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Where There is Health, There is Hope

Reading Time: 5 minutes

As I’m writing this today, my hair is falling out in clumps. I’m unable to grasp a pen, I have shooting pains down both of my legs, and it takes me five minutes to catch my breath after walking to the fridge. 

As a wellness coach it’s hard to admit that I’ve been very sick for a very long time. I’ve suffered years of mystery pains, nerve damage, and migraines with no idea why

Recently I’ve found myself sidelined for days at a stretch, unable to even sit upright. Things came to a head about a month ago when I found myself hospitalized for two days. 

Doctors came and doctors went. Blood was drawn and scans were…scanned? 48 hours after stumbling into an emergency room, I was sent home with one extraordinary medical bill, seven prescriptions to fill, and no diagnosis on record. 

In that moment I finally decided that ‘enough is enough.’

This is where I apologize for being quiet on the blog for a month. I simply didn’t have the strength to type.

-A month goes by fast though, doesn’t it?

I didn’t bother filling any of those prescriptions. Instead I launched into a crusade to restore my health and I booked appointments with every kind of specialist I could think of. 

This might be dramatic, but honestly the IV site is the worst part of a hospital stay. I was slightly dehydrated so, naturally, I needed 5 bags of saline…

The first four specialists I saw had no answers for me, which is generally what I expect from doctors these days – no offense. They all had recommendations for drugs I could take though, so that was lovely. 

It wasn’t until I met with an immunologist that I felt a bit of hope. 

Now, let me preface this by saying of course I’ve seen an allergist before. One of the first things I checked years ago was whether I had any food or environmental allergies. I reacted to nothing in the environment, but had such a blazing-hot reaction to poultry and wheat that the allergist panicked and stuck me with an epi-pen. 

I tried to tell him the epi-pen was unnecessary because I had literally eaten chicken-and-waffles that morning and I was, in fact, still breathing. Listening was not his strong suit. 

I told the new immunologist all of this and he smiled and said, “Oh, you’re a mystery! How odd.”

Ok, I want to repeat that last part, because it was really important to me. He smiled. Only one other time in my life have I met someone who smiled when he did not understand things, and he was the most brilliant person I have ever encountered in my life. 

For the first time in years I was with a doctor who admitted that all of this was actually odd. I cannot explain to you how validating that was. The people close enough to me to know about my health issues have often had a dismissive opinion of what, surely, were my exaggerated symptoms. It’s not their fault for thinking so; I am a drama queen after all.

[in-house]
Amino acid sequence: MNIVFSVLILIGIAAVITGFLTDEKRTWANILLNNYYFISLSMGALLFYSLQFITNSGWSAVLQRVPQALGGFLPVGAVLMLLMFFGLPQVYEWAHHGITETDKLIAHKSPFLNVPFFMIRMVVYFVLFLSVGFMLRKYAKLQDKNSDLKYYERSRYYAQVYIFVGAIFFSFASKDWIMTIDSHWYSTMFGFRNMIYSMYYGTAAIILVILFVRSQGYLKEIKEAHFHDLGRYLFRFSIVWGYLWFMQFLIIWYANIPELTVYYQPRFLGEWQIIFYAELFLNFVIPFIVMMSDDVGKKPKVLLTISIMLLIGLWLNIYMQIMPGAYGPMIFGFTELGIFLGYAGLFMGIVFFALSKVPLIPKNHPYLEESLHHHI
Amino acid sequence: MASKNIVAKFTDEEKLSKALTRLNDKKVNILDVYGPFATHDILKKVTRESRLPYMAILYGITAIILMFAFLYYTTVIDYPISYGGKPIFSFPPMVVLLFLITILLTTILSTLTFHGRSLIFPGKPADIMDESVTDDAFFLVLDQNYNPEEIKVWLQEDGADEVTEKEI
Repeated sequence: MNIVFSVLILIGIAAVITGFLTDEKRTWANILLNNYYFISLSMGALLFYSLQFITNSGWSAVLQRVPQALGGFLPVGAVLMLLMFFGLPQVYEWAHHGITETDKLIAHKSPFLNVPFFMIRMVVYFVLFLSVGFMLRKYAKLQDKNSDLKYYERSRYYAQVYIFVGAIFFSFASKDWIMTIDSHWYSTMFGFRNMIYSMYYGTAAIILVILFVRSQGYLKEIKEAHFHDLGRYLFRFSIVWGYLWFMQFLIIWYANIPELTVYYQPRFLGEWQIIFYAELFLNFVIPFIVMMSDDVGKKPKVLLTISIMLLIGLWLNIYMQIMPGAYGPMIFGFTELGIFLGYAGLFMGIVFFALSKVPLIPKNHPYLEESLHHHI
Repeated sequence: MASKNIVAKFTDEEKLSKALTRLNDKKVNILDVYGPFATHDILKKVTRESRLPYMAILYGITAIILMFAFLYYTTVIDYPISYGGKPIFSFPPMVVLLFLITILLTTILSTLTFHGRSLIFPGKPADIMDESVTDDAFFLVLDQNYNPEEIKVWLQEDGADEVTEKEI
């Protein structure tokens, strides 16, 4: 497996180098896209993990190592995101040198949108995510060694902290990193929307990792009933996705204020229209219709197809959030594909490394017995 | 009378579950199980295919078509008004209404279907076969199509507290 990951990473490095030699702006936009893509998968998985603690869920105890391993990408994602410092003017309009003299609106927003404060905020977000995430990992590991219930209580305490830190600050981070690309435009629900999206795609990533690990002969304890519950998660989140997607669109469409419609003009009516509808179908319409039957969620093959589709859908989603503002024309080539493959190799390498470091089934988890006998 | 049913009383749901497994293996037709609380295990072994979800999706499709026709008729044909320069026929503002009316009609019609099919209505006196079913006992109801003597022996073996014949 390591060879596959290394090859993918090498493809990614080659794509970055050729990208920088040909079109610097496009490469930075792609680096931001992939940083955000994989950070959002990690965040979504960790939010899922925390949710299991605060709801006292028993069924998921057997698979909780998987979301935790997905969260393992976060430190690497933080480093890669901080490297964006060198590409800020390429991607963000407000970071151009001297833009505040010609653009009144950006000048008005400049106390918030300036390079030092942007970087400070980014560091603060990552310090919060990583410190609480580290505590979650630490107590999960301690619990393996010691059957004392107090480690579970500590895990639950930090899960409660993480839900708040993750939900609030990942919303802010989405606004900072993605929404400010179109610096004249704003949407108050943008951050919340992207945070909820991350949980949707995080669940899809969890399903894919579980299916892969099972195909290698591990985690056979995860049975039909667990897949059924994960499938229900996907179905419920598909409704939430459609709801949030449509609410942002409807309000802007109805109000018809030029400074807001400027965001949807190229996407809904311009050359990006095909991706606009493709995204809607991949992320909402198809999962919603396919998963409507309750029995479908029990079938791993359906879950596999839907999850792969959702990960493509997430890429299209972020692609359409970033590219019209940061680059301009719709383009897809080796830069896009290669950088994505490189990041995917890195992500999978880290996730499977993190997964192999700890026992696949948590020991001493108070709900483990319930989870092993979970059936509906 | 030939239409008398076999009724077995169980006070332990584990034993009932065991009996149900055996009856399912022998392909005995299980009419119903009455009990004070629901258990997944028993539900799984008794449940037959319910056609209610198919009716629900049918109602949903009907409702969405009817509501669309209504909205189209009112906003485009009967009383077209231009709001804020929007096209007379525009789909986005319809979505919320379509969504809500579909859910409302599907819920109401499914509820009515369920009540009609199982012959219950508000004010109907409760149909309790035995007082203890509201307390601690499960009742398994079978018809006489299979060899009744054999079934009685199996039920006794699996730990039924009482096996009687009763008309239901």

Some of the advice I’ve received over the years includes: 

“You just need more rest.” 

“You really need to drink more water.” 

“Stop feeling sorry for yourself and choose joy.” 

Oh, and my absolute favorite, “You need to take better care of yourself.”

Anyway, back to the story. The immunologist, who we will call Doctor Who, repeated the standard allergy testing and this time I reacted to….< drumroll, please>…nothing at all!

Doctor Who was undeterred. He continued to smile and told me we’d need to probe deeper. And boy did we probe. 

Tray three of many. I had to use ALL the breathing techniques I learned in Labor and Delivery to make it through this testing.

162 needle sticks later we discovered that I am allergic to two strains of mold and yeast. Immediately, things began to make sense.  I’ve always known my health has been affected by what I’m eating, but I was never able to figure out the common thread in the foods that set off my symptoms. 

I’ll cut the story short and say I need to drastically change the way I eat. I maintain a relatively healthy and balanced diet… Unfortunately, most of my food choices happen to be rich in mycotoxins, yeasts, and citric acid (which is derived from mold). 

I’ve spent the week going through my pantry, and I am in for a wild ride. I can’t eat 90% of the food that is currently in my kitchen. Over the next few months I’ll be learning how to shop differently, how to cook new foods, and how to deny myself all of life’s luxuries. 

Look at this amazing bowl of oatmeal that I can’t eat because oats, raisins, dried fruit and brazil nuts are all rife with mycotoxins. *sigh*

I figure if I’m going to change my life I might as well blog about it. 

Not to worry, I’ll still regale you with tales of the family and my power tools, but I’ll probably talk about food and health more often. 

What I need from you, as a reader, is a promise. 

Promise me that if you see me about to bite into something I shouldn’t be eating, you will march up to me, look me dead in the eye, and slap the food out of my hands. You don’t even need to introduce yourself first. 

The exception to this is Chief’s upcoming birthday celebration. Let me eat my cake in peace, please. You only live once. 


Have you made any dramatic diet changes recently? I want to hear from all my newly vegan or keto people out there! What do I need to know to stick to an entirely new way of eating?

Have fun!

Oh, and don’t forget to like, share and subscribe so that I can one day make money from this blog and afford more kale.  


Hi, I'm Chioma Ikoku, a spirited explorer and a peace-loving homebody. I founded Casa Diem Life to help you combine the excitement of travel with the comfort of home, because I believe that adventure begins at home.

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